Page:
In the previous section, we discussed using Advanced Search features to search for subject terms or descriptors. For every concept, there is one descriptor in that database. To find out what the descriptor is for a concept, you use the database's Thesaurus or Subject Terms lookup.
Whether you have very few search results or too many irrelevant ones, sometimes the best solution to the problem is to use one or two good results you have found to find more like them. One way to do this is descriptor chaining.
Note: Descriptors are database specific, so to use them, you must work in a single database as opposed to OneSearch which searches all databases at once.
Using the descriptors for search results that are particularly relevant to your topic, you can:
Screenshot 1: In this example, using Business Source Complete database, the search phrase "information organization" yielded fewer results (and less relevant results) than expected. This could indicate that different, better vocabulary exists for this topic.
Screenshot 2: To test the theory above, click on the titles of various articles to view the Article Information Pages, which display Descriptors. One of those descriptors, that sounds particularly relevant, is "Information Resources Management" (highlighted in red below).
Screenshot 3: "Information resources management" yielded many more search results that appear to be relevant. From here, you can limit by date, document type, peer reviewed only, or even add another concept to narrow this list down to a more manageable number of results.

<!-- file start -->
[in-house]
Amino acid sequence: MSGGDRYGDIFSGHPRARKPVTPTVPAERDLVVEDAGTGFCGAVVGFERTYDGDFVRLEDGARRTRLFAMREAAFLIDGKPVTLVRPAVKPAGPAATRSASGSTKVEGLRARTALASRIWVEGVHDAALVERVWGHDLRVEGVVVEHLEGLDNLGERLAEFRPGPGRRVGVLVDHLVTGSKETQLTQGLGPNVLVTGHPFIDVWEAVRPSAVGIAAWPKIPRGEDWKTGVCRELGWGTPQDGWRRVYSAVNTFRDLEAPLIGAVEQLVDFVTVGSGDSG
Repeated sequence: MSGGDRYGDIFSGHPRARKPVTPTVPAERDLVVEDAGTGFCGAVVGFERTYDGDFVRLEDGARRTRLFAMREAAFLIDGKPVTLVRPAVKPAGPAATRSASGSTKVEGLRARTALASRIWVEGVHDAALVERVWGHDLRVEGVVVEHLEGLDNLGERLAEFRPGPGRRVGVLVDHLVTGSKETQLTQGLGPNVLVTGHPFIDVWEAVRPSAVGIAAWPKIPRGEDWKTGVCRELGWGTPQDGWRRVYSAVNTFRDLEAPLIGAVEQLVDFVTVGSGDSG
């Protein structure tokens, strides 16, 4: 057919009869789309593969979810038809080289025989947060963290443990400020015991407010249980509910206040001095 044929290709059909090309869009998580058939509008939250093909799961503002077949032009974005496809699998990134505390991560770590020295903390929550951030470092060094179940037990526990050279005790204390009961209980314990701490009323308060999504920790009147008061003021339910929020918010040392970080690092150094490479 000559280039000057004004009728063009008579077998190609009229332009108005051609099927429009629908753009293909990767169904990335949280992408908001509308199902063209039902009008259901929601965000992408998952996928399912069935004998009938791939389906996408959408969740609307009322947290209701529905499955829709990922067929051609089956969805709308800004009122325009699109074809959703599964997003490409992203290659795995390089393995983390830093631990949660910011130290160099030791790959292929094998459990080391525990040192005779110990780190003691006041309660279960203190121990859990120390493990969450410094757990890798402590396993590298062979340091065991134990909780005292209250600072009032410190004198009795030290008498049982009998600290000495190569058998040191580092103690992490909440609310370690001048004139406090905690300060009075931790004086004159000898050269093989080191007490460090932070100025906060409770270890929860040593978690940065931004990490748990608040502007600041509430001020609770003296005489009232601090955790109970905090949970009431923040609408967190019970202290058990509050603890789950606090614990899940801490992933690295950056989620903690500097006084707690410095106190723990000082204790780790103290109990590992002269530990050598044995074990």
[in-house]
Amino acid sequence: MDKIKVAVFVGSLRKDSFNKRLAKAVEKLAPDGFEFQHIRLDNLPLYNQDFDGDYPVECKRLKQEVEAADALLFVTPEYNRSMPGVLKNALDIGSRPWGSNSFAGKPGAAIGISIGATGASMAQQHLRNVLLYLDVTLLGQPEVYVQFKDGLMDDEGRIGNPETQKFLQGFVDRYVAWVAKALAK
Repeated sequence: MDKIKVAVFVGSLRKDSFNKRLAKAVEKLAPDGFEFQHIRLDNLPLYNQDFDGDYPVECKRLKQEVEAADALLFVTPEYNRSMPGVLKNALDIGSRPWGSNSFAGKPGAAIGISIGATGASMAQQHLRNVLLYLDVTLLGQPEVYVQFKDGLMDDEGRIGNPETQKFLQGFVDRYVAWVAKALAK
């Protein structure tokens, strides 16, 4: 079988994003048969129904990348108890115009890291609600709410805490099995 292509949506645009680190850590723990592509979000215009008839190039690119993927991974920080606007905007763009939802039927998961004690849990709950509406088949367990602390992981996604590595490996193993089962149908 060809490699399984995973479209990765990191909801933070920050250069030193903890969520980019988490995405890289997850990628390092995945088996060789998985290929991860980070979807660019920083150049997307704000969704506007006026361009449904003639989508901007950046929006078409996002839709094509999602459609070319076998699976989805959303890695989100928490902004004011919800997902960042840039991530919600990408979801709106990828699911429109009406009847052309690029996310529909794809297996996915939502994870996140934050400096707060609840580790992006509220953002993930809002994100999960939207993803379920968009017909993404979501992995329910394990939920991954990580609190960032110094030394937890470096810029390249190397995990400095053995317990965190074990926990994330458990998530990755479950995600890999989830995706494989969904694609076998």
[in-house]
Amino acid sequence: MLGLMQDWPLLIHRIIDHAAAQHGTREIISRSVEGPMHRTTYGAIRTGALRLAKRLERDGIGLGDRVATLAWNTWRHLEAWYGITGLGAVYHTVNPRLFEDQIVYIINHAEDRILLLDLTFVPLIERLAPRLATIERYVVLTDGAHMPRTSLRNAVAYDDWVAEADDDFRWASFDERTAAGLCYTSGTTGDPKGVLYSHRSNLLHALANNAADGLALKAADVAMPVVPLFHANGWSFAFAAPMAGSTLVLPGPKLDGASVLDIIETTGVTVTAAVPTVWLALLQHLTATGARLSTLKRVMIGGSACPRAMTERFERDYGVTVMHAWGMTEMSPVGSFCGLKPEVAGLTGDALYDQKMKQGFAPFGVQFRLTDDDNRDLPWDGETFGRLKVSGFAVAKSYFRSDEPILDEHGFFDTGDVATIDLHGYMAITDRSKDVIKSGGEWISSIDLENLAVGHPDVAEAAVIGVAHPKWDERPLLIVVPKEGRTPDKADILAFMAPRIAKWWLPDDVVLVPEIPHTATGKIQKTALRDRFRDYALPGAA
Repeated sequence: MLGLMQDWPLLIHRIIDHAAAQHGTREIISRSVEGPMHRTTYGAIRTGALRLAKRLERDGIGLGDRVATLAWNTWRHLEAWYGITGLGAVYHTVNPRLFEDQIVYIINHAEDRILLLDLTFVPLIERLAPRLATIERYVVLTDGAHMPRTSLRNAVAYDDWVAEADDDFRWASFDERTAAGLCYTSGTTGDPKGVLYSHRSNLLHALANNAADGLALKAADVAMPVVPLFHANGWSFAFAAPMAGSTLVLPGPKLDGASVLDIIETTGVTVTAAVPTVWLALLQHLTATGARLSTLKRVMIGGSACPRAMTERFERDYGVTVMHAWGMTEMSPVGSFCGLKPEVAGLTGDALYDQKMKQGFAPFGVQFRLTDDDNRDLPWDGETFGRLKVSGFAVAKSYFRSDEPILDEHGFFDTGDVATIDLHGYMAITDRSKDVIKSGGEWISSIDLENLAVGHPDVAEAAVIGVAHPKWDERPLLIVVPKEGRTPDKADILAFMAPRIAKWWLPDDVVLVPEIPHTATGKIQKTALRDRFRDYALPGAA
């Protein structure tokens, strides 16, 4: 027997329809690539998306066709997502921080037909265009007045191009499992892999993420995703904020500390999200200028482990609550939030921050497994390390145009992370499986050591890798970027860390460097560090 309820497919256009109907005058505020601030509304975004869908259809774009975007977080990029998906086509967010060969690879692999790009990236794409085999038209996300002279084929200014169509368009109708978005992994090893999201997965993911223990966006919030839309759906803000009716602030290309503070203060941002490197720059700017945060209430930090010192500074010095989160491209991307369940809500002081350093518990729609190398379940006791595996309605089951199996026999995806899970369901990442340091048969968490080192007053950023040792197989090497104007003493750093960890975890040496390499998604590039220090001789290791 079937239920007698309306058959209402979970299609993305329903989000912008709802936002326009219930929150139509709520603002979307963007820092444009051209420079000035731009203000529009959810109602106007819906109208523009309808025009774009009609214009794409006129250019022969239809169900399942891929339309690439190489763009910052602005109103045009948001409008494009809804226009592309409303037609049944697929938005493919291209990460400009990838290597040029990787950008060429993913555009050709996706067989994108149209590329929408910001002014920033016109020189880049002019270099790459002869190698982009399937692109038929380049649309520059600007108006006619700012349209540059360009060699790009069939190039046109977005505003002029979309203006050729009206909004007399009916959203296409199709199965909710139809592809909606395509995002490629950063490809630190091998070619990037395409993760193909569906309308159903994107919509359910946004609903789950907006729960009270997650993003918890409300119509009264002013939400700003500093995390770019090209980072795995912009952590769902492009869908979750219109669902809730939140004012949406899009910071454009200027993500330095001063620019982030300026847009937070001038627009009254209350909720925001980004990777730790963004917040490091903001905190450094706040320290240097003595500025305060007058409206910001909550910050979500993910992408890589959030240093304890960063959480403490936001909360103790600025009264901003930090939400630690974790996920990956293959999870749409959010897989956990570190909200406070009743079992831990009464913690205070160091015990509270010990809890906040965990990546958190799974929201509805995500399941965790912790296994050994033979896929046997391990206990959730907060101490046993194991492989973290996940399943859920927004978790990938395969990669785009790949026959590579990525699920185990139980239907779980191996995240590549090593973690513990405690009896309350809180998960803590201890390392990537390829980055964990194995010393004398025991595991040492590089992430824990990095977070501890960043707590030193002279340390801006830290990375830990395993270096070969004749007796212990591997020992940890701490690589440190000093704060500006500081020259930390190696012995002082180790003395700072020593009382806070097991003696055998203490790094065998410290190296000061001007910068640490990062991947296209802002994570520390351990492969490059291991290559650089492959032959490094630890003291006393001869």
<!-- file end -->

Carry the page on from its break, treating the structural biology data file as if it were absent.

Screenshot 4: In this example, using PsycARTICLES database, the search phrase "munchausen syndrome by proxy" yielded only 9 results. Descriptor chaining may help to locate more.: In this example, using PsycARTICLES database, the search phrase "munchausen syndrome by proxy" yielded only 9 results. Descriptor chaining may help to locate more.
Screenshot 5: On the Article Information pages of these results, view the descriptors (highlighted in red below).
A quick Google search tells us that Munchausen's By Proxy is a type of Factitious Disorder, which is when a person invents or creates the symptoms of a disease or injury. This is relevant to our search, so we will use the descriptor "Factitious disorders" as our search phrase to find related results.
Screenshot 6: Since all of the above descriptors are links, we can click Factitious Disorders and get search results for Factitious Disorders as used in the Descriptor/Subject Terms field. Some of the search results are the same as for the "Munchausen" search, but there are also some different ones. In other words, we have expanded our search.
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